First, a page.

i i

λ n (1 +

γAi )



  X pi (1 − τ i − θi ) α β −ω R1−ω i i τ =R λi i + θ + i −ω 1−ω 1−α p +β R p + β −ω R1−ω i

where λi denotes the relative size of country i in terms of effective labour force, λi ≡

15

Ai Li P t im,t . i i At Lm,t

(16)

The

net foreign asset position of country i normalized by its GDP is:    N F Ait pi (1 − α)(1 − τ i − θi ) ni (1 + γAi ) β −ω R1−ω i i = α + (1 − α) θ + i , (17) − τ Yti pi + β −ω R1−ω R p + β −ω R1−ω where R is implicitly given by (16). 2.2.1

Global Aging and Capital Flows

Consider an integrated steady state where countries are identical in terms of demographics and productivity growth, with pi = p, ni = n, 1 + γAi = 1 + γA , and only differ in the extent of social security, τ i , and the ease of borrowing against future income, θi . Equation (16) can be rewritten as:      n(1 + γA ) α α −ω 1−ω R= p , +θ +β R +θ+τ 1−α 1−α p(1 − τ − θ) where θ =

P

i

λi θi and τ =

P

i

(18)

λi τ i correspond to the world average level of credit con-

straints and of contribution rates, respectively. Comparing Equations (18) and (11), it is immediate that the world interest rate coincides with the interest rate that would prevail under autarky in a country characterized by θ and τ . Importantly, in light of Corollaries 1 and 2, this implies that the world interest rate tends to fall with global aging. Indeed, if we denote by η n ≡

∂R/R ∂n/n

(resp. η p ≡

∂R/R ) ∂p/p

the elasticity of the world interest rate with

respect to the common fertility rate n (resp. survival probability p), we know that η n > 0 and η p < 0 as long as the world average contribution rate τ is not too high. Turning to countries’ net foreign asset positions, we first observe that in the integrated steady state with symmetric demographics and productivity growth, a country characterized by (θi , τ i ) tends to export capital if θi < θ and/or if τ i < τ . This result can be viewed as a direct consequence of Proposition 1. Indeed, the autarky interest rate of a country characterized by (θi , τ i ) tends to be lower than the world interest rate, R, if θi < θ and/or if τ i < τ . Corollary 3. If countries only differ in their level of social security contributions and in the ease of borrowing against future income, then the net foreign asset position of a country characterized by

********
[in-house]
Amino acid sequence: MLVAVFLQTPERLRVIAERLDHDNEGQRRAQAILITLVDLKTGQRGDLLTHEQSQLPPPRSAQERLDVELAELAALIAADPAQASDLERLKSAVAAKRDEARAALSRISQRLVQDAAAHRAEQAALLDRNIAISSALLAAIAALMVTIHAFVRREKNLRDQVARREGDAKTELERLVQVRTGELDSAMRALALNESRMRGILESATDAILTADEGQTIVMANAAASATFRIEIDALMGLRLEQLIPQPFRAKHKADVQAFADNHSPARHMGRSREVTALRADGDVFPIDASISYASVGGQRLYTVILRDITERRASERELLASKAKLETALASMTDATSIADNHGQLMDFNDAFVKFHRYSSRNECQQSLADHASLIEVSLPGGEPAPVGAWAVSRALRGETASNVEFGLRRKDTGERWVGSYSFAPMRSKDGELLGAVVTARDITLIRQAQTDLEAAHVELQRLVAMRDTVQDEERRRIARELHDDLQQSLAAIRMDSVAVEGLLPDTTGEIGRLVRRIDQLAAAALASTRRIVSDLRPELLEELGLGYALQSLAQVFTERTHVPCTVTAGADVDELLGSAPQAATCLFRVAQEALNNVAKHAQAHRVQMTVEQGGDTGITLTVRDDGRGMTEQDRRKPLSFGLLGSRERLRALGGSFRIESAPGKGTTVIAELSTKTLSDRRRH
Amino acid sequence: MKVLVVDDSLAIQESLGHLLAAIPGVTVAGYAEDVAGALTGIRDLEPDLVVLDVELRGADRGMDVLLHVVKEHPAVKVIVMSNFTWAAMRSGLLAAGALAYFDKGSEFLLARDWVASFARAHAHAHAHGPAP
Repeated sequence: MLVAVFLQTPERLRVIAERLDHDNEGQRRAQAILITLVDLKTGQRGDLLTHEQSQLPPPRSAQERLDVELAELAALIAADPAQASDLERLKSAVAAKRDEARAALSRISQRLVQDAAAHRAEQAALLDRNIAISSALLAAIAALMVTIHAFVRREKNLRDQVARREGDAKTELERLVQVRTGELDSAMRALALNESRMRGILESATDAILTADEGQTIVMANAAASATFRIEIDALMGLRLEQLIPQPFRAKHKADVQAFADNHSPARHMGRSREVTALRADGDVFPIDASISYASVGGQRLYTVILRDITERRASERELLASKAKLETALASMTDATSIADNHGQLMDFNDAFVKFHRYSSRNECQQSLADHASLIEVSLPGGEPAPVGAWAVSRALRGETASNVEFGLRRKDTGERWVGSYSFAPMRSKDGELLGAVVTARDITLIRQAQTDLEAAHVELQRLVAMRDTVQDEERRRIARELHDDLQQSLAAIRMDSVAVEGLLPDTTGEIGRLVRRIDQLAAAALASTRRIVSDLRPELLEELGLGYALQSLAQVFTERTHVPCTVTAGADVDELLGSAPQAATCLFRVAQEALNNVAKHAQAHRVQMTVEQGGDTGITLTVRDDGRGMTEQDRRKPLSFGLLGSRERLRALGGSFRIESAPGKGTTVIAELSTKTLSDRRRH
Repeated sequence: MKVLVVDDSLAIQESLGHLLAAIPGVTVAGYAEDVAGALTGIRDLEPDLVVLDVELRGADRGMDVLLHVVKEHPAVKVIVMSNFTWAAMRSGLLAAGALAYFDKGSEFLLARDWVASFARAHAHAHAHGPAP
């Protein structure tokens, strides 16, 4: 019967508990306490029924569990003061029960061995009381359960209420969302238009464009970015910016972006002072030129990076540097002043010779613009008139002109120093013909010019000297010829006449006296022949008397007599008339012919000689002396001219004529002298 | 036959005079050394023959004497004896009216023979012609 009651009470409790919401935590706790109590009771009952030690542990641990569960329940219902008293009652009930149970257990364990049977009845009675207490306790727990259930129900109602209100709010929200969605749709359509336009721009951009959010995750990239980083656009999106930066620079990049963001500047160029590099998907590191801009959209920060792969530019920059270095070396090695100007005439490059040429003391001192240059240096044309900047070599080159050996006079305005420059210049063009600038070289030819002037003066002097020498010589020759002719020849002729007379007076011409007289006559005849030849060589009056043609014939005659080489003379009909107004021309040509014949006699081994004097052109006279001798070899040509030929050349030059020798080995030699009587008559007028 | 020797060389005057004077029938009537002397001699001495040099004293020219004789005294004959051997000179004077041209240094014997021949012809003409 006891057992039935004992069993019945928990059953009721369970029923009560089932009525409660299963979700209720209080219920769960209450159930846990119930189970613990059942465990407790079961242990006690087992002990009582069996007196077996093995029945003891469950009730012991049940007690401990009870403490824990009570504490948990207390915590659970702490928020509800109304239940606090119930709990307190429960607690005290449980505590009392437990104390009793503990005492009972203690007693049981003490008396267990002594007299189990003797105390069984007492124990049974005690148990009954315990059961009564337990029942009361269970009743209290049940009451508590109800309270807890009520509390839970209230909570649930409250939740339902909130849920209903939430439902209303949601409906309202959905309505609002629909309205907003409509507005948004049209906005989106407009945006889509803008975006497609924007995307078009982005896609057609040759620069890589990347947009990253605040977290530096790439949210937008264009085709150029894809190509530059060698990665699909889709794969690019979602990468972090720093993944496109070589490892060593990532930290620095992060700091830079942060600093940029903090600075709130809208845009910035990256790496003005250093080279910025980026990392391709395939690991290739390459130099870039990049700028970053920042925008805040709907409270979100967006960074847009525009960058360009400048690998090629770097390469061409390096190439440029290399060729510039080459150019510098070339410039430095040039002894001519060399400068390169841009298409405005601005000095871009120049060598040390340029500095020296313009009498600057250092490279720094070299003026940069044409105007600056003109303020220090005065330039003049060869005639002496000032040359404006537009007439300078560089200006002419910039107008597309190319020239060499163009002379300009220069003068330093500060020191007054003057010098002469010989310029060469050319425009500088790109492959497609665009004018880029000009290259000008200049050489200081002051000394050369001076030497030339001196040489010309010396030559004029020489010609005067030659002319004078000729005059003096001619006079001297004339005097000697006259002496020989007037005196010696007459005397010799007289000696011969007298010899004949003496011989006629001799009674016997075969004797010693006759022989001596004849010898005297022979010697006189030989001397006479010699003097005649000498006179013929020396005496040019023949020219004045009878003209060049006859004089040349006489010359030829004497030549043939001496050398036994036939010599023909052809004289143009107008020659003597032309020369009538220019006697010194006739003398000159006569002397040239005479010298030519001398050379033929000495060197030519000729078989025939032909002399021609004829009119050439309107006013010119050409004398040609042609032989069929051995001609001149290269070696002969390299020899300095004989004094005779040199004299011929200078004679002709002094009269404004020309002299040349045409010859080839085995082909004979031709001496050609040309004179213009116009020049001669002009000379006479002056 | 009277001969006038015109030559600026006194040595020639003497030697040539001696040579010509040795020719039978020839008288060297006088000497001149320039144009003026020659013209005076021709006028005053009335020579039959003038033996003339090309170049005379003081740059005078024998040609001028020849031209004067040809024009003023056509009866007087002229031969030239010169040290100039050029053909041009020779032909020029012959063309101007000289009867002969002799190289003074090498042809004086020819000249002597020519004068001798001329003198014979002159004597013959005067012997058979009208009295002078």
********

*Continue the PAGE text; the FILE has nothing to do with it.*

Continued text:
16

(θi , τ i ) in the steady state is given by: # " N F Ait n(1 + γ ) p A =(1 − α)(θ − θi ) 1−ω + Yti R p + β −ω R   p(1 − α)(τ − τ i ) n(1 + γA ) , + 1+ ω 1−ω pβ ω R p + β −ω R

(19)

where R is given by (18). This implies that a country with tighter credit constraints than the world average level, θi < θ, and/or with lower social security than the world average level, τ i < τ , tends to export capital. Proof. See Appendix B. Next, we analyze the impact of global aging on capital flows, driven by cross-country differences in credit markets and social security. To do so, we characterize the impact of demographic variables, n and p, on the dispersion in net foreign asset positions at the integrated steady state. We then complement the steady-state comparative statics with numerical results showing the impact of global aging in the transition. Global Aging and Heterogeneity in Credit Constraints. We start by considering two countries, denoted by H and L, differing only in the tightness of the borrowing constraint on young households, with θL < θ < θH . Corollary 3 implies that in steady state, country H is a debtor, while country L is a creditor. Using (19), the steady-state difference in net foreign asset positions relative to GDP across the two countries is given by: " # N F AH p n(1 + γ ) N F ALt A t − = (1 − α)(θH − θL ) . 1−ω + L H −ω Yt Yt R p+β R

(20)

The following proposition summarizes the impact of global aging on capital flows between countries H and L. Proposition 3. A fall in fertility leads to a larger dispersion of net foreign assets over GDP if η n ≥ 1. A rise in longevity, p, unambiguously leads to a larger dispersion of net foreign assets over GDP. The stronger is the interest rate response to aging (i.e., the larger η n and η p ), the larger is the increase in dispersion. Proof. See Appendix B. 17